Those of you who have waited for Intel to make the first move before planning your next gaming rig and breathe a sigh of relief. The Santa Ana chipmaker has finally revealed its Intel Skylake-S roadmap, which will see a slew of new 14nm desktop processors hit the market.
But while this is all beautiful vistas gazing towards the future, Intel hasn’t forgotten about its enterprise, server and workstation crowd. It has launched a new Xeon processor family, branded as E7-8800 & E7-4800 v3, based on the Haswell-EX core.
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The flagship E7-8800 is a behemoth, boasting 18 cores clocked at 2.5GHz, 36 processing threads and 45MB of L3 cache. This helps the CPU achieve a 40% performance boost over the outgoing Xeon flagship. And as for the price? You’re looking at around US$7100 for one. It’s not too bad though, considering that this Intel Xeon could probably restart the planet should it grind to a halt.
And that’s not all in what has become a bumper Intel news week.
Skylake finally announced
The company is bringing around ten Skylake-S CPUs to market at launch, which is scheduled for Q3 2015.
Although the Intel Broadwell die shrink (marked as a “tick” on the company’s tick-tock cycle) is penned for Q2 2015 with some manufacturers already listing the CPU family’s availability in its plans, we’re a little bit more interested in Skylake (the “tock”, or new architecture), as it will introduce DDR4 support to the mainstream market. This also means the introduction of socket LGA 1151 motherboards.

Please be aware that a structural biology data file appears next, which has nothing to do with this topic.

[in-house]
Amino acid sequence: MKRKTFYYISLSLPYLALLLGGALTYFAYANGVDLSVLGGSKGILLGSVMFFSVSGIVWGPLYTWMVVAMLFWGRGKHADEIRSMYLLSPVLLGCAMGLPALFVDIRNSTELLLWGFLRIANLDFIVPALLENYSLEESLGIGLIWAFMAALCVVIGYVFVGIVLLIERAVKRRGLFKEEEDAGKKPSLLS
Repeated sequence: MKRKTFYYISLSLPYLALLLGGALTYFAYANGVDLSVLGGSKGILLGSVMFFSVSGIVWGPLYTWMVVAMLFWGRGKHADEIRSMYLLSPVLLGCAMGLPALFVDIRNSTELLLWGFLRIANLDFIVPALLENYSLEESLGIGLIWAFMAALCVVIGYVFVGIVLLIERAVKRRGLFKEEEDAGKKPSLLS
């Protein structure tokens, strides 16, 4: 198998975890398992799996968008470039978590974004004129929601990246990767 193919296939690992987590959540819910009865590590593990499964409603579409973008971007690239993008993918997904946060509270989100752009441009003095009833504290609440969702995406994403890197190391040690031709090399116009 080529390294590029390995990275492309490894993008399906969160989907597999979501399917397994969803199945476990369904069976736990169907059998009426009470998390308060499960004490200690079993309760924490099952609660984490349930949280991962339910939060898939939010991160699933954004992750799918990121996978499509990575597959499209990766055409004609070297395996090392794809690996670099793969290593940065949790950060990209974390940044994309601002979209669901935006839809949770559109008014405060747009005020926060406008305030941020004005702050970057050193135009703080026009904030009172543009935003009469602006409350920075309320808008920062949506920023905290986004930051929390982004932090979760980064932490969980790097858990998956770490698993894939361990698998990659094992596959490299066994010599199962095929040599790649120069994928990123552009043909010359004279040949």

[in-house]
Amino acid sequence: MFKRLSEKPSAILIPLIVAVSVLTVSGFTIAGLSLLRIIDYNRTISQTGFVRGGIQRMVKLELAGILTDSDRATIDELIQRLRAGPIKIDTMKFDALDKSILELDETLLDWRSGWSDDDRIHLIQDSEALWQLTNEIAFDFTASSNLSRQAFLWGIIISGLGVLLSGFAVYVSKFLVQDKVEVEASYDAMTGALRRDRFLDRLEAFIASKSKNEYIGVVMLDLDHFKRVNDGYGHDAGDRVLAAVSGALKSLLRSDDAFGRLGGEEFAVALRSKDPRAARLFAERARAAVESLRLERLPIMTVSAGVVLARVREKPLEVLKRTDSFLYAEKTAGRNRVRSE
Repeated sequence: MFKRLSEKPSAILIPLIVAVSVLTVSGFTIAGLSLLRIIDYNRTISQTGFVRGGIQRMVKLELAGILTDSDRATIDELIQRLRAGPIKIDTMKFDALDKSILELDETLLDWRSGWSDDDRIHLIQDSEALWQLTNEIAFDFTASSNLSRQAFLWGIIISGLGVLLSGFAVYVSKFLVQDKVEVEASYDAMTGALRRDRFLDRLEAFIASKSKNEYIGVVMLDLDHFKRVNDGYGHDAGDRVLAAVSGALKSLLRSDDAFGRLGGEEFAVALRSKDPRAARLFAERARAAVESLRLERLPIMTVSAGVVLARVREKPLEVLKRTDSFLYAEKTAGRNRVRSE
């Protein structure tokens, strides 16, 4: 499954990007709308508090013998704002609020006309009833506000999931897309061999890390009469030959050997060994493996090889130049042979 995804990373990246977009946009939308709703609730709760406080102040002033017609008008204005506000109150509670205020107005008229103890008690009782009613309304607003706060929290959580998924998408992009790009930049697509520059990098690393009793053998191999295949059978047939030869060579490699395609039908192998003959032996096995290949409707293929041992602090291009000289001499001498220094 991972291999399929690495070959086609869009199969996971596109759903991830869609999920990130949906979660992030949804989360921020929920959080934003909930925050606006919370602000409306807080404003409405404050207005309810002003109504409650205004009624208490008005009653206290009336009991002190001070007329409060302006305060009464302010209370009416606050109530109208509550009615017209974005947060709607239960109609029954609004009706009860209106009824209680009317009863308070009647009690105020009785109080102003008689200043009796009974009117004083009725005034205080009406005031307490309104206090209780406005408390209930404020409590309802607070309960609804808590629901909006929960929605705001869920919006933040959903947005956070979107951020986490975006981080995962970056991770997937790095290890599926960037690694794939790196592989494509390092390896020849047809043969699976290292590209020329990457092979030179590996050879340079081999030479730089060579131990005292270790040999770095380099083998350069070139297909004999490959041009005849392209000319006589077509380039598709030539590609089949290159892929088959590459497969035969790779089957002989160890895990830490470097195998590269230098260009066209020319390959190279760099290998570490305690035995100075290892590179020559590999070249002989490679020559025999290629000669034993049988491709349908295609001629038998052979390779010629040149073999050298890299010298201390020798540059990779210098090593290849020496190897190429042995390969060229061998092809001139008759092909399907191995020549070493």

Nevertheless, the processor options are fairly extensive covering those looking for low-TDPs and enthusiast grade performance with 95w outputs.
Let’s start with the latter.
Eight threads, lots of overclocking headroom
The Intel Core i7-6700K will boast four hyperthreaded cores, 8MB of cache and a healthy 4.2GHz boost clock, with what we imagine should be lots of overclocking headroom thanks to the 14nm die shrink. It will also support DDR4 RAM modules clocked at 2133MHz and will be backwards compatible with existing DDR3 RAM if manufacturers deem it fruitful.
Thanks to the more efficient Skylake architecture, these chips should be quite at home in overclocking builds, but it also means that those with LGA 1150 boards and CPUs can’t make the jump to Skylake without requiring a new motherboard. LGA 1150 9-Series boards (H97, Z97, etc.) will however support Intel’s Broadwell range, so it’s not quite end of life for the Socket H3 crowd just yet.
Of course, Intel Skylake provides some interesting technologies to the mobile crowd as well, with Rezence wireless charging support debuting a little later this year in supported laptops. With a lower TDP, a more efficient design and smaller die, it also means that laptop manufacturers can cram even more hardware into smaller, lighter shells.
Skylake could very well revive the laptop market yet again.